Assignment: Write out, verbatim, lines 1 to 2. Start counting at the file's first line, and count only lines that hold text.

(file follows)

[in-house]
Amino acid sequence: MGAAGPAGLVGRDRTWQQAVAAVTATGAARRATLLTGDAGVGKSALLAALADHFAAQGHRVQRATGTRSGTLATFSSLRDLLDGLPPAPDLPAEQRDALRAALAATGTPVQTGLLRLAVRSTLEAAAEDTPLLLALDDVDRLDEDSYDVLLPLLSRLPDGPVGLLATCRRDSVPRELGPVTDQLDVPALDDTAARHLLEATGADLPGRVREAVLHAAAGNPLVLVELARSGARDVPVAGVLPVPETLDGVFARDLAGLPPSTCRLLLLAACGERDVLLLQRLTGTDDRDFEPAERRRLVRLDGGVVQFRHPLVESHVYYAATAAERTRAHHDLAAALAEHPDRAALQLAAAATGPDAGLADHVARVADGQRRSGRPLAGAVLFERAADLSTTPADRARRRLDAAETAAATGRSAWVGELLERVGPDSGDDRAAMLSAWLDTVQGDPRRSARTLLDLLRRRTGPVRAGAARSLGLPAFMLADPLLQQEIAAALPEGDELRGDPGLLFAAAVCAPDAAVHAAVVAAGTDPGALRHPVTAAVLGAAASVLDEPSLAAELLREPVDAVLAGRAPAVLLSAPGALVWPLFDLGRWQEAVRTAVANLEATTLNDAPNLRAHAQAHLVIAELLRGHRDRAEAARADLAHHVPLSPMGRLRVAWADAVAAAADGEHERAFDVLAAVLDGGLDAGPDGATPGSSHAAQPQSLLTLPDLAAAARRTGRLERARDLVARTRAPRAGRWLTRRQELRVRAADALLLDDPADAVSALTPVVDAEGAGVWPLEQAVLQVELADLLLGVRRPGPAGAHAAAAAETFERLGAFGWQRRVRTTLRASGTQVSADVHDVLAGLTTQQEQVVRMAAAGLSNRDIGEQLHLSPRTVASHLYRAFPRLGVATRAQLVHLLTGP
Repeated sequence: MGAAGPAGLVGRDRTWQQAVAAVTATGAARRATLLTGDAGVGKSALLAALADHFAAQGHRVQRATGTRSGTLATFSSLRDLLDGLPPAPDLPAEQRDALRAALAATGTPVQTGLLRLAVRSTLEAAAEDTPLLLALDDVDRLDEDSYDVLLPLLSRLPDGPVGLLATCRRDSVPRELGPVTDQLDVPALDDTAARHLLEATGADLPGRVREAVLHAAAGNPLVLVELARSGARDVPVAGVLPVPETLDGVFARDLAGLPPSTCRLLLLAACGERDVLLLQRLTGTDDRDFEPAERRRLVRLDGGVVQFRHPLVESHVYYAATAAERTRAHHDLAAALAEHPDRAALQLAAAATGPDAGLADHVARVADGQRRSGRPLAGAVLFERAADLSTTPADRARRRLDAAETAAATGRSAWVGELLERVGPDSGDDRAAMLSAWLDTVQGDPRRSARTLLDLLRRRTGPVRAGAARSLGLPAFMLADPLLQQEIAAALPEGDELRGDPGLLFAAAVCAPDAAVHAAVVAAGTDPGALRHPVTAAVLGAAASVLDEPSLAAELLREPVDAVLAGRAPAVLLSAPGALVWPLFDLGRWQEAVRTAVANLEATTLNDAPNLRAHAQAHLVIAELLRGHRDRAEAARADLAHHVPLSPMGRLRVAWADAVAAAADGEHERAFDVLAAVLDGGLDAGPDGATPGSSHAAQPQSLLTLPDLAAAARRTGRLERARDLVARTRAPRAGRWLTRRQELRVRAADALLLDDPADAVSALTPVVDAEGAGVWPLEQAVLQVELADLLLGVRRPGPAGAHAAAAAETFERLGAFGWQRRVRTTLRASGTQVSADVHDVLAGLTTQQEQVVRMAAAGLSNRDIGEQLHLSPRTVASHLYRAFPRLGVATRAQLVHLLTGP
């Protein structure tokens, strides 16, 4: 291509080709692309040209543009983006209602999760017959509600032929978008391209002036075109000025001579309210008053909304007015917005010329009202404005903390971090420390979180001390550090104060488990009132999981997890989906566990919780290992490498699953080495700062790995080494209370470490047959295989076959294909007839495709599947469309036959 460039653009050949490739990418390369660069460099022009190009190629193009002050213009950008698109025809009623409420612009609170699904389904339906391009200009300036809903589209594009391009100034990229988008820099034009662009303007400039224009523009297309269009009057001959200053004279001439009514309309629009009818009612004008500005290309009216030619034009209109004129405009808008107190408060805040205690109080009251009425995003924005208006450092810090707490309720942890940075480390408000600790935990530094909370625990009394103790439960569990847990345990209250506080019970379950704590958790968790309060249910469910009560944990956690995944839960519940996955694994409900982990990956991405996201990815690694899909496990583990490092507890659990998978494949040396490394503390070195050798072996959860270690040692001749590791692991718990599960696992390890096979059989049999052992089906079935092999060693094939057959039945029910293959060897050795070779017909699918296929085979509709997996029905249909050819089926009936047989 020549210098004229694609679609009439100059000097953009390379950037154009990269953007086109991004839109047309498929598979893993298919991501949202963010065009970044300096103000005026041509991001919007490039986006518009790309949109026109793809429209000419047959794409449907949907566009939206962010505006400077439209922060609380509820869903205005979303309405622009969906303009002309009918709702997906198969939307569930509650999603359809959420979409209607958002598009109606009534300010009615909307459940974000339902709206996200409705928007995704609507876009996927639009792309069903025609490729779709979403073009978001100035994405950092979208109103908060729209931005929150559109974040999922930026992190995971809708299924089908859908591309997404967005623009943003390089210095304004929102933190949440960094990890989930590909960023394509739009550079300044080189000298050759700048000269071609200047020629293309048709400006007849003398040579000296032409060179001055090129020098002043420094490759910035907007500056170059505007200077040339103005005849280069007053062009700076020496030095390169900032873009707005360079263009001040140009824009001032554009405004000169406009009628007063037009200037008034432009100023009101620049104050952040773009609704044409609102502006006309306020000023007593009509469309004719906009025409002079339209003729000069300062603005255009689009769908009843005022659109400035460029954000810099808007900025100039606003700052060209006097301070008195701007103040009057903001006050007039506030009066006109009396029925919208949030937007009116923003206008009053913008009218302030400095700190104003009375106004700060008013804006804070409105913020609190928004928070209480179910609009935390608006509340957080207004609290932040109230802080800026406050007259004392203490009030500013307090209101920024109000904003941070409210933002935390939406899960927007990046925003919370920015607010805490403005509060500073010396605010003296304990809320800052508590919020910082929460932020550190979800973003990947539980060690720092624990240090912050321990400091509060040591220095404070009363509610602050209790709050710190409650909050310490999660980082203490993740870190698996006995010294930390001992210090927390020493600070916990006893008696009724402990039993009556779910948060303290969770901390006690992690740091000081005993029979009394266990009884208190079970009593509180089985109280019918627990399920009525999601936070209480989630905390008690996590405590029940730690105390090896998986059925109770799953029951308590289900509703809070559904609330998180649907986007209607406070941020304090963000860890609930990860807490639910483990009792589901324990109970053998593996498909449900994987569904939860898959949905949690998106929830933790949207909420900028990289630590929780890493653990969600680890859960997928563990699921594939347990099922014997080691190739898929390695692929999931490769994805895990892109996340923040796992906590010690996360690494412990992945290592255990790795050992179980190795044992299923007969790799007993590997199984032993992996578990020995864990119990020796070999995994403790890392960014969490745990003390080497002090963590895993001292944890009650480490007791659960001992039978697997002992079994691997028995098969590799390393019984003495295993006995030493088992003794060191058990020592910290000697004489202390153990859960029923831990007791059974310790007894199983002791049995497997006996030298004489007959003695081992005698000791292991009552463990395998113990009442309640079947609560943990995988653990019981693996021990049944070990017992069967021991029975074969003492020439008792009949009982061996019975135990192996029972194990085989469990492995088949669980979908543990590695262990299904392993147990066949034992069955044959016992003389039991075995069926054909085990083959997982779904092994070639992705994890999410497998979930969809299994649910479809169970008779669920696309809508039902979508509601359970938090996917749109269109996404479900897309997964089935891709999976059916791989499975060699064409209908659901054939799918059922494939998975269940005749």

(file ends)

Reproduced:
[in-house]
Amino acid sequence: MGAAGPAGLVGRDRTWQQAVAAVTATGAARRATLLTGDAGVGKSALLAALADHFAAQGHRVQRATGTRSGTLATFSSLRDLLDGLPPAPDLPAEQRDALRAALAATGTPVQTGLLRLAVRSTLEAAAEDTPLLLALDDVDRLDEDSYDVLLPLLSRLPDGPVGLLATCRRDSVPRELGPVTDQLDVPALDDTAARHLLEATGADLPGRVREAVLHAAAGNPLVLVELARSGARDVPVAGVLPVPETLDGVFARDLAGLPPSTCRLLLLAACGERDVLLLQRLTGTDDRDFEPAERRRLVRLDGGVVQFRHPLVESHVYYAATAAERTRAHHDLAAALAEHPDRAALQLAAAATGPDAGLADHVARVADGQRRSGRPLAGAVLFERAADLSTTPADRARRRLDAAETAAATGRSAWVGELLERVGPDSGDDRAAMLSAWLDTVQGDPRRSARTLLDLLRRRTGPVRAGAARSLGLPAFMLADPLLQQEIAAALPEGDELRGDPGLLFAAAVCAPDAAVHAAVVAAGTDPGALRHPVTAAVLGAAASVLDEPSLAAELLREPVDAVLAGRAPAVLLSAPGALVWPLFDLGRWQEAVRTAVANLEATTLNDAPNLRAHAQAHLVIAELLRGHRDRAEAARADLAHHVPLSPMGRLRVAWADAVAAAADGEHERAFDVLAAVLDGGLDAGPDGATPGSSHAAQPQSLLTLPDLAAAARRTGRLERARDLVARTRAPRAGRWLTRRQELRVRAADALLLDDPADAVSALTPVVDAEGAGVWPLEQAVLQVELADLLLGVRRPGPAGAHAAAAAETFERLGAFGWQRRVRTTLRASGTQVSADVHDVLAGLTTQQEQVVRMAAAGLSNRDIGEQLHLSPRTVASHLYRAFPRLGVATRAQLVHLLTGP